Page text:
Jeff is/was one of those people who always seemed to take great pride in the people he knew and was friends with. I think he took more pride in his friends than in his work. He lived for his friends and would bend over backwards for them. He would rejoice in thier successes such as spreading the word of Kayt's job Japan or Melissa's Graduation and acceptance to Graduate school. He would be there as symapathetic ear when you needed one, always ready with a hug if he were there or a phone call -- often at odd hours of the night. I remember sitting on the floor of my dorm bathroom talking to Jeff about nothing and everything all at teh same time. It was a gift he had. Jeff always seemed so self deprecating when it came to himself. He was proud of his work and took a lot of pleasure in making it just right. He strived for perfection in everything he did.

He was an easy man to be friends with, and hard at the same time. There were moments that he seemed fragile and insecure. He could hold a grudge better than my Polish Grandmother. He loved with a passion and disliked with equal fervor. He loved being in the middle of things.

We grew apart after I moved to Florida. It had started before then -- but my move finalized it. Other things got in the way and ultimately the rift just grew too large, and well, I don't really have much other than excuses at this point. But For a very long time though, he was my best friend. One of three people I could trust. I have other friends now, but you never forget the people who you were close to. Even when you aren't anymore.

I still haven't fully managed to cry yet. I keep trying. I want to cry, Jeff deserves my tears.

I think of all of the people who love him and will miss him. And I feel happy and sad at the same time.

I'm sorry we never got to work things out, Jeff.

Have a safe journey.
ladylarkrune: (Julia)
Today I attended the memorial service. As I expected and hoped for, lots of people were there. About 3000 people crowded the EGR gymnasium to pay tribute to Jimmy. I was happy to see that the school and his parents had asked some East Alumni, Current Students, and Teachers to speak on his behalf. In Addition, the Band played and the choir sang, while they were off-key (the band moreso than the choir) you could tell that they were trying their best to honor Kabookie.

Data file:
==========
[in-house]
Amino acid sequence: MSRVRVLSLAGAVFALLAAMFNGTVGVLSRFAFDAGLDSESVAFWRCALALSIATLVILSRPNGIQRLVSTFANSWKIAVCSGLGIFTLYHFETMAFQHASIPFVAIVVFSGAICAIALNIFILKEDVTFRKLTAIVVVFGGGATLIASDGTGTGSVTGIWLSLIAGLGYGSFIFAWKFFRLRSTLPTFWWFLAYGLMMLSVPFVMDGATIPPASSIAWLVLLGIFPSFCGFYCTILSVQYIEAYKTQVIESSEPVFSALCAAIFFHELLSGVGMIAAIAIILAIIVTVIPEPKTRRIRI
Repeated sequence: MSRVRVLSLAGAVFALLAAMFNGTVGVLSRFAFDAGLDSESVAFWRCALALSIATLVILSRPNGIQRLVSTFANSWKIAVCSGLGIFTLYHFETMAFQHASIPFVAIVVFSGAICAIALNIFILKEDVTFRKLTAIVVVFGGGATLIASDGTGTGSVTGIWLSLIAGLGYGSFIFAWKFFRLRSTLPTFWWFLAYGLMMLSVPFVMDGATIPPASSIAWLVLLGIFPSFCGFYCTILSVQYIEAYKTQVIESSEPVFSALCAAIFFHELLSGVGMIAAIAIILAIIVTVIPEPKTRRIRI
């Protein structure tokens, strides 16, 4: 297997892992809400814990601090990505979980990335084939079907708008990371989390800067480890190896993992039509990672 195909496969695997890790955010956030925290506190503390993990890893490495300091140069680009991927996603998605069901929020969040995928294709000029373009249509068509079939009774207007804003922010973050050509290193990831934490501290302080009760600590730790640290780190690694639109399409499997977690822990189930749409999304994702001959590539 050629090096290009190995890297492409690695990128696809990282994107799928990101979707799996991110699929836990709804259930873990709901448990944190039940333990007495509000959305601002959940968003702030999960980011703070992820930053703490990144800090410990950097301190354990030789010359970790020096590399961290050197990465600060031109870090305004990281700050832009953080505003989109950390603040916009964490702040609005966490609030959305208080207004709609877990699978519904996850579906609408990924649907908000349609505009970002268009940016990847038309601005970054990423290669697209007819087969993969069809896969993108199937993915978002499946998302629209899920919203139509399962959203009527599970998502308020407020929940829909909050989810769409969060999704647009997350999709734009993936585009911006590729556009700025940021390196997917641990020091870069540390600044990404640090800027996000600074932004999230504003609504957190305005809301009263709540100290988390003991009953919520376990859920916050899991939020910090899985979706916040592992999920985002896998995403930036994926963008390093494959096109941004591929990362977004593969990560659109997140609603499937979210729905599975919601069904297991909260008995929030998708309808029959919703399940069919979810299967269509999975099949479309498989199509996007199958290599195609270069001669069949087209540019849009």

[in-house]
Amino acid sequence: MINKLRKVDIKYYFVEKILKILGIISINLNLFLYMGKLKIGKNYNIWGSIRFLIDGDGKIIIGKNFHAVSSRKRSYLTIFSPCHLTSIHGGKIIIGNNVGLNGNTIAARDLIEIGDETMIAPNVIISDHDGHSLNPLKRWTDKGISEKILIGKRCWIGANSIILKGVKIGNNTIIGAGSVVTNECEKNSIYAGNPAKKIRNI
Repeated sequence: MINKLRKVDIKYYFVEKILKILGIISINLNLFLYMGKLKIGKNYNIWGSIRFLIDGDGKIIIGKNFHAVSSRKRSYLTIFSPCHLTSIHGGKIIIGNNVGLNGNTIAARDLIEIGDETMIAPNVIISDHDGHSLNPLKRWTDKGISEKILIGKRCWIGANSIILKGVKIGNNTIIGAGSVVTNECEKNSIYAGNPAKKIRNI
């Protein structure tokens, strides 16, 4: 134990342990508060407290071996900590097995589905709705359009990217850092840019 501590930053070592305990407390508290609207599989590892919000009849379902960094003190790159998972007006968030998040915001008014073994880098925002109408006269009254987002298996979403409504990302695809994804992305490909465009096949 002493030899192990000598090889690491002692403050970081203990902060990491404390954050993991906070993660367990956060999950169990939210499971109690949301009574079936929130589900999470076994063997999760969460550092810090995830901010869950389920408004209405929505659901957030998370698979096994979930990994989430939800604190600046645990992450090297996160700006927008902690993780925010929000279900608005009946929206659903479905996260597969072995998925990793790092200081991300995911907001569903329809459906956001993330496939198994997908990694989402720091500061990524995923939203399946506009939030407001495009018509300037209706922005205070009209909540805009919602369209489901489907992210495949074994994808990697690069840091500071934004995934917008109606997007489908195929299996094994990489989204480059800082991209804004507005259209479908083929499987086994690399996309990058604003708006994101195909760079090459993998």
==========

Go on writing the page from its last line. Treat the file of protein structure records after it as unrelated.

I think that this service was more for the community than his family, but I am glad that I attended. My favorite speakers were Bar (a retired Government teacher and the football coach) and Mr. Cwayna, The Principal. Bar related a lot of nice anecdotes about Jimmy and his life and Mr. Cwayna addressed on why Jimmy was such a great human being.

And he was. He was a funny little guy with a smile and hug for everyone.

I was really lucky to know him.
ladylarkrune: (Julia)
A friend of mine died Wednesday. But he just wasn't my friend, he was the friend of every East Grand Rapids High Schooler from the mid seventies until his death. Ostensibly he was a custodian. But in reality he was the manager and mascot of all of East's sports teams and the school itself. He was always there with a ready hug and sympathetic ear, it didn't matter who you were: Popular or shunned Jimmy liked you.

He was born with Down's Syndromw but never let that stop him. He was a great guy who couldn't read very well but could remember where every football was or a student's name long after they graduated.

I remember the last time I saw Jimmy. I had stopped in to interview a teacher for one of my college courses when Jimmy stopped me in the hall, calling me by name even though I had graduated seven years ago. He gave me a big hug and asked how I was doing. He remembered that I had been on the swim team and that I was on the Quiz Bowl in high school and asked if was still doing those. When I told him no, he smiled and said "I bet you found something better!" I nodded and told him about my desire to be a teacher. He gave me another hug and told me that I would make a great one cause I had a good heart.

Jimmy was a great teacher because he had a good heart. The best of hearts. He didn't teach any specific subject but he taught people to love and accept anyone even if they were a little different. Wherever he is now, I suspect that he is still giving big hugs and cheering the kids of East Grand Rapids on to victory.

We love you Bookie and we miss you.


ladylarkrune: (Default)